Four arguments for connected cars
The global connected car market is projected to grow at an annual rate of 22.3%, increasing five-fold from $42.6 billion in 2019 to $212.7 billion in 2027. In a recent article, the World Economic Forum listed four excellent arguments for the growing importance of connectivity – and they rhyme well with the interests and objectives of corporate fleet managers.
In 2018, there were 46 million connected cars on the road worldwide. By early 2022, that figure will have risen by 270%, to 125 million. It’s a sign of the increasing demand for connectivity – a demand which will only increase as the technology advances.
In the not-too-distant future, 5G-connected cars will be standard in our fleets and on our roads. With that advanced level of connectivity, we will be able to expect a lot more from our vehicles than we can today. In fact, hyperconnectivity will completely transform mobility. Here’s how.
Every year, 1.3 million people die and up to 50 million people are injured in road accidents. Half of the deaths are pedestrians, cyclists, and other vulnerable road users. Hyperconnected cars will be fitted with ‘vehicle to everything’ (V2E) technology, allowing them to communicate with relevant road infrastructure and nearby road users. Making the vehicle more aware of its surroundings is the necessary first step towards preventing or mitigating accidents, including those involving third parties.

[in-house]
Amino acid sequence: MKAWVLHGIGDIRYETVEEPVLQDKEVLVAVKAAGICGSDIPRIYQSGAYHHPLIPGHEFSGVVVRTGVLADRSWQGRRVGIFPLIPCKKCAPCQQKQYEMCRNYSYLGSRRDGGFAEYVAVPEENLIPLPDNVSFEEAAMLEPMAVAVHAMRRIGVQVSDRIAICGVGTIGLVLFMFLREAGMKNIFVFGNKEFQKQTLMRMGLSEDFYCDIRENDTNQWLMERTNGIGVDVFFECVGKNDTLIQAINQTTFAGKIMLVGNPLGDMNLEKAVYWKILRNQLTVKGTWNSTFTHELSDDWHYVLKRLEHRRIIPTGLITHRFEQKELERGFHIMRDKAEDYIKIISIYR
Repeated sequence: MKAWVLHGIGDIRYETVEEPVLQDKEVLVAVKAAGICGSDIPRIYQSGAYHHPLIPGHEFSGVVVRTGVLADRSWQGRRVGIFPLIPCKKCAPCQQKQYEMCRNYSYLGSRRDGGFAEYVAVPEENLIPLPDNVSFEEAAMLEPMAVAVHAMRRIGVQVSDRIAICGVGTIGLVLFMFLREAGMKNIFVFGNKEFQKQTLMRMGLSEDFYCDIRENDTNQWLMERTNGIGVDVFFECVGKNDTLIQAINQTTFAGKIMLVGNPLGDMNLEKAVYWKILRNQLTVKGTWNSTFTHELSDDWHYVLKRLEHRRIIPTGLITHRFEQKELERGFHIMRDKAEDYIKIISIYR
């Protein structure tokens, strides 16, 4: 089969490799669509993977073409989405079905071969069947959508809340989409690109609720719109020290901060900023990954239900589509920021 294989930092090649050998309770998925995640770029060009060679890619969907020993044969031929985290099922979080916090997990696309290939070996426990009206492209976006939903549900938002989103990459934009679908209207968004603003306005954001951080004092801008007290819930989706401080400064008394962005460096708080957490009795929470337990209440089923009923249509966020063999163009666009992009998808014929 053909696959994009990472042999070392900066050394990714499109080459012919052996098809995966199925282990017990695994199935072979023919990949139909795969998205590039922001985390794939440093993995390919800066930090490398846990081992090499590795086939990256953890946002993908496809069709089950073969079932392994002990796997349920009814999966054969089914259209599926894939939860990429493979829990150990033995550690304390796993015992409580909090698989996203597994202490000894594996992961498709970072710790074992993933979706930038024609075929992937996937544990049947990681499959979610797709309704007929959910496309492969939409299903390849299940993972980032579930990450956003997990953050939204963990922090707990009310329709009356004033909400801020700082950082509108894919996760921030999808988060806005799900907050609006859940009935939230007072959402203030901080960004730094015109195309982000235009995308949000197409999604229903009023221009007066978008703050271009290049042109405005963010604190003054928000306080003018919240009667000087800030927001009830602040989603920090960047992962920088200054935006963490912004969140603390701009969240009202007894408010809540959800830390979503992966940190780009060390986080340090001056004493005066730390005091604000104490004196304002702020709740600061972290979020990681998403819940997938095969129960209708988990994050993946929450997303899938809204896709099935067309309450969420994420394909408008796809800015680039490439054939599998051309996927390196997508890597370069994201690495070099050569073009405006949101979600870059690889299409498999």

Drivers are constantly demanding a more luxurious driving experience, and connectivity will play a large part in delivering just that. A McKinsey survey found that 40% of consumers (and 61% of Chinese consumers) would change car brands just to have a better-connected vehicle. A 5G-connected vehicle will be able to seamlessly stream music, audiobooks and other entertainment.
V2E technology will be able to detect congestion and steer clear of it, reducing time lost in traffic at an individual level, but also congestion itself, at a city-wide level. That will lead to reduced emissions – as will the communication between vehicles and traffic lights, which will allow vehicles to adapt to the green light cycle, reducing stop-and-starts.
For OEMs, 5G represents an extension of revenue opportunities beyond the mere sale of the vehicle itself. Manufacturers will be able to create lasting relationships with customers, by offering them a wide range of additional services – including but not limited to predictive maintenance, remote diagnostics, and online service scheduling. Exactly the kind of services that lease companies would also like to provide. This could create new areas of competition that could ultimately benefit the connected car customer, who will be able to choose the most advantageous offers.